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iSchool professor receives grant from education firm that some criticize

Courtesy of SU Photo and Imaging Center

Jeffrey Saltz, an associate professor at the iSchool, obtained one of nine grants from the company that adds up to nearly $200,000 to study student learning outcomes in online education, according to an SU News release.

A professor in Syracuse University’s School of Information Studies received a research grant from 2U, an education technology company that some say could drag down the quality of education.

Jeffrey Saltz, an associate professor at the iSchool, obtained one of nine grants from the company that adds up to nearly $200,000 to study student learning outcomes in online education, according to an SU News release. The research grant is earmarked for examining how students who are enrolled in his online course behave and learn in the separate breakout sessions.

This is the first year the company has given a grant to its “partner institutions,” according to the news release.

“I’m interested to see how this plays out,” Saltz said in the release of his research plan. “I’m also working on some different experiments for my face-to-face classes as well, and I’m curious to see where the differences might be.”

SU has formed multiple partnerships between 2U and SU schools and colleges to create online and hybrid degree programs, including with the iSchool last fall. The company has also partnered with the S.I. Newhouse School of Public Communications, the Martin J. Whitman School of Management, the College of Engineering and Computer Science, the Maxwell School of Citizenship and Public Affairs and the College of Law.  Those online programs are geared toward individuals who cannot get to campus for residential programs, such as professionals with established careers, people with disabilities or active-duty military personnel.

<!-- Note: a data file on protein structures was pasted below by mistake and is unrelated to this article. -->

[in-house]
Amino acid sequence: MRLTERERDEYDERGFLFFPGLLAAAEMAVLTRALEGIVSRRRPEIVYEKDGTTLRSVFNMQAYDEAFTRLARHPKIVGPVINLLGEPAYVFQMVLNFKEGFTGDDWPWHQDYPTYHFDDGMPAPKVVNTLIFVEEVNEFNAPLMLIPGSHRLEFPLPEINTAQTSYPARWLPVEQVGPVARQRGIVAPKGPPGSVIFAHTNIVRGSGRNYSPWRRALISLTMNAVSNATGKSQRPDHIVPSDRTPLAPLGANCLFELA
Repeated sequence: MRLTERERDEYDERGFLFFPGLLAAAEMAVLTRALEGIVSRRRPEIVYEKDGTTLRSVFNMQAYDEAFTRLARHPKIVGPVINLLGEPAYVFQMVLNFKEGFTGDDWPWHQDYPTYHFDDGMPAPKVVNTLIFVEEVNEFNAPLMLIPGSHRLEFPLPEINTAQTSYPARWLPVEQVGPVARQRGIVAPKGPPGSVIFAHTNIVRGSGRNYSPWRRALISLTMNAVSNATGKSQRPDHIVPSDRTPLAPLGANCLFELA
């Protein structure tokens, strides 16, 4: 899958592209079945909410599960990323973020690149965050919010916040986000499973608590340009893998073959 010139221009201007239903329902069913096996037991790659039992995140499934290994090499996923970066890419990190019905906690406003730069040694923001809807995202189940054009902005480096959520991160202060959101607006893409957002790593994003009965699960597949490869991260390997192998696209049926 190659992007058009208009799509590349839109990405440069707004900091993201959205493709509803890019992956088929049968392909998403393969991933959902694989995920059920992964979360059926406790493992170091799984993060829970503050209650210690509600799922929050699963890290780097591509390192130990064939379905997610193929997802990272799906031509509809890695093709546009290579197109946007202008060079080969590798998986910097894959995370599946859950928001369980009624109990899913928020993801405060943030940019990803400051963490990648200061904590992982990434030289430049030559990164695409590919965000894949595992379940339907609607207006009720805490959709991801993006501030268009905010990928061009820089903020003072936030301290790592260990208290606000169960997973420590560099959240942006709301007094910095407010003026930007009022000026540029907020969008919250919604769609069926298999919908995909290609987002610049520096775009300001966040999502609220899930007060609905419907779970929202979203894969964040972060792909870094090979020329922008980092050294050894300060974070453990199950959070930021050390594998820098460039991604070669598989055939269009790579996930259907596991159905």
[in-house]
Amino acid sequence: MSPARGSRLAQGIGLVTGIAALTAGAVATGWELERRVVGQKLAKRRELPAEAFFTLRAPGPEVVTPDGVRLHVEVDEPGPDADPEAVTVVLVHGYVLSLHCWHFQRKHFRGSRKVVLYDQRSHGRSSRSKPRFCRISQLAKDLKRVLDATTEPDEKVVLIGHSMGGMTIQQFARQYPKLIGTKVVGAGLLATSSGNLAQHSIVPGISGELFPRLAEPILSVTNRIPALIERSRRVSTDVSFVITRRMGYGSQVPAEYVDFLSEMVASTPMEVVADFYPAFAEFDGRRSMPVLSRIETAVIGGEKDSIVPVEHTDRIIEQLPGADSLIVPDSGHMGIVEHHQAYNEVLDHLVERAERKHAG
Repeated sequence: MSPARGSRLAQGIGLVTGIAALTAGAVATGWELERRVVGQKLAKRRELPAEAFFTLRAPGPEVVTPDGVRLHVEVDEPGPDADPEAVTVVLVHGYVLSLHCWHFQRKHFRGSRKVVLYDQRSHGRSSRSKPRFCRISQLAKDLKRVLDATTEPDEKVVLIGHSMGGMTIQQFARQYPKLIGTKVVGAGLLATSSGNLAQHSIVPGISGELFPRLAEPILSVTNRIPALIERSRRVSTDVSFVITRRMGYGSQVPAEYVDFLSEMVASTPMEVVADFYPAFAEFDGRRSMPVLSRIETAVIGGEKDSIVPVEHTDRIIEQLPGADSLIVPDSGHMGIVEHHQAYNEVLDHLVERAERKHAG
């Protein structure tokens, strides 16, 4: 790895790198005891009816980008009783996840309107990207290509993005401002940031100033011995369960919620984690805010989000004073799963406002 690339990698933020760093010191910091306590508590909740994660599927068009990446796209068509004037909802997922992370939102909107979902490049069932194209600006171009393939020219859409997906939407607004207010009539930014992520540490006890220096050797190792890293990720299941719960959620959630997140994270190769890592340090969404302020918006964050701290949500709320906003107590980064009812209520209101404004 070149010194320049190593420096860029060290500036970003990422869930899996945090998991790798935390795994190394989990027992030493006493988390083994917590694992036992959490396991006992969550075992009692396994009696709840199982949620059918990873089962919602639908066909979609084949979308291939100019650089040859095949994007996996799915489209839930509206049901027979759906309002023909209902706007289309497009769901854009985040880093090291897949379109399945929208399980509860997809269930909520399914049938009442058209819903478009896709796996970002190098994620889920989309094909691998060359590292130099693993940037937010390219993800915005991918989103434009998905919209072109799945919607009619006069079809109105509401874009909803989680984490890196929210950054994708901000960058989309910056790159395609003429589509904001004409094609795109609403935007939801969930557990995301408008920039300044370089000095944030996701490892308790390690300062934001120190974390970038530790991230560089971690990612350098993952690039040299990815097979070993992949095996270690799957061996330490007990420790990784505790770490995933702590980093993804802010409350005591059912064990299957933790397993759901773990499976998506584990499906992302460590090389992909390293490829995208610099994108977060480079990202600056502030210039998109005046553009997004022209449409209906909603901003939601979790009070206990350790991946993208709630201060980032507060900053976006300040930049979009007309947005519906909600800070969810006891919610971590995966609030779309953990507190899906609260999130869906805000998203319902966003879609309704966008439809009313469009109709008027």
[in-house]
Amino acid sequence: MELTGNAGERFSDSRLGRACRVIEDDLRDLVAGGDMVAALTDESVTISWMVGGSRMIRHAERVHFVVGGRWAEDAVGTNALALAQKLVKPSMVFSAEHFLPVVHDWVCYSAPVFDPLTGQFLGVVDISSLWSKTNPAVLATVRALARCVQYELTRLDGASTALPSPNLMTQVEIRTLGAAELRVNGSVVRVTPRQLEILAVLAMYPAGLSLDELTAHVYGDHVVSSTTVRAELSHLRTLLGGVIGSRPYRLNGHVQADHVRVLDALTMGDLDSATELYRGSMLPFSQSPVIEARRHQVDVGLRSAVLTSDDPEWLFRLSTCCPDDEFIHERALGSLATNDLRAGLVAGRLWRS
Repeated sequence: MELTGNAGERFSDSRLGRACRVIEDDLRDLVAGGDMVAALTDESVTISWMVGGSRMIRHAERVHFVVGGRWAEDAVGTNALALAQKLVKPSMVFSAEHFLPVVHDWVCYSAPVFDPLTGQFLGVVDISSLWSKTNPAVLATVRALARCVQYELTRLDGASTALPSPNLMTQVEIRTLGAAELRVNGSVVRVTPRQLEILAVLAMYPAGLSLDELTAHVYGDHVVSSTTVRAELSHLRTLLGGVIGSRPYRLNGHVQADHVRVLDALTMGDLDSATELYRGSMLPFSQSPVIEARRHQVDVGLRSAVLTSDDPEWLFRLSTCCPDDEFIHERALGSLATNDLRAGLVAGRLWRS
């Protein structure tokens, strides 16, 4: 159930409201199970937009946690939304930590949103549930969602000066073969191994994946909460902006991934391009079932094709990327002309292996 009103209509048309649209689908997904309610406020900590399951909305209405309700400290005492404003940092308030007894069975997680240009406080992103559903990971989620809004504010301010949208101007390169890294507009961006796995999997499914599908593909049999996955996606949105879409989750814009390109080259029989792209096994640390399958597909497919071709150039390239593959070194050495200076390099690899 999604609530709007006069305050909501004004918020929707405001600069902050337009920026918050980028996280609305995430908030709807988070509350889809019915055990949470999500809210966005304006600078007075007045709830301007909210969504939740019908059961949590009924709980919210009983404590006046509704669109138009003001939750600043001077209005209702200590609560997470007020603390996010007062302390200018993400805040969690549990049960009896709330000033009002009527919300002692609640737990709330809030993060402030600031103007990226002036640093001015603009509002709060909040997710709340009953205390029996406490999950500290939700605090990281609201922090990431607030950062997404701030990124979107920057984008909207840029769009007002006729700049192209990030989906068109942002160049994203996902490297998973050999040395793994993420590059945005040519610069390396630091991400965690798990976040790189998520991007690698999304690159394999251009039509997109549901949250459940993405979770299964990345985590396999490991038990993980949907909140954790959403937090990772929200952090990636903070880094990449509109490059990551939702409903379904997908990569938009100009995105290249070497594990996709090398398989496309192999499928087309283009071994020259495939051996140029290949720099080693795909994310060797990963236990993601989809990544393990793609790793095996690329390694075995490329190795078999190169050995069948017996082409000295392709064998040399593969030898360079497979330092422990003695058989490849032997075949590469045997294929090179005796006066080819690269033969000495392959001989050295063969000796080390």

Some people within the SU College of Law expressed skepticism and fear that the online program provided by 2U might diminish the law school’s reputation. Cody Carbone, then-president of SU’s Student Bar Association, told The Daily Orange last April that students felt “blindsided” because they are not aware of the details of the program, saying that only faculty members were involved in the discussion about creating the program.

SU Chancellor Kent Syverud was dean of the law school at St. Louis’ Washington University when 2U launched its first online law program in January 2013.

“There’s a win-win in this for my students, 2U and myself,” Saltz said in the release. “With this research, I hope I can provide a process or methodology that other faculty within 2U’s ecosystem, both here at Syracuse and at other partner schools can use in their teaching — while also improving my own online classroom practices in a way that enhances student learning.”

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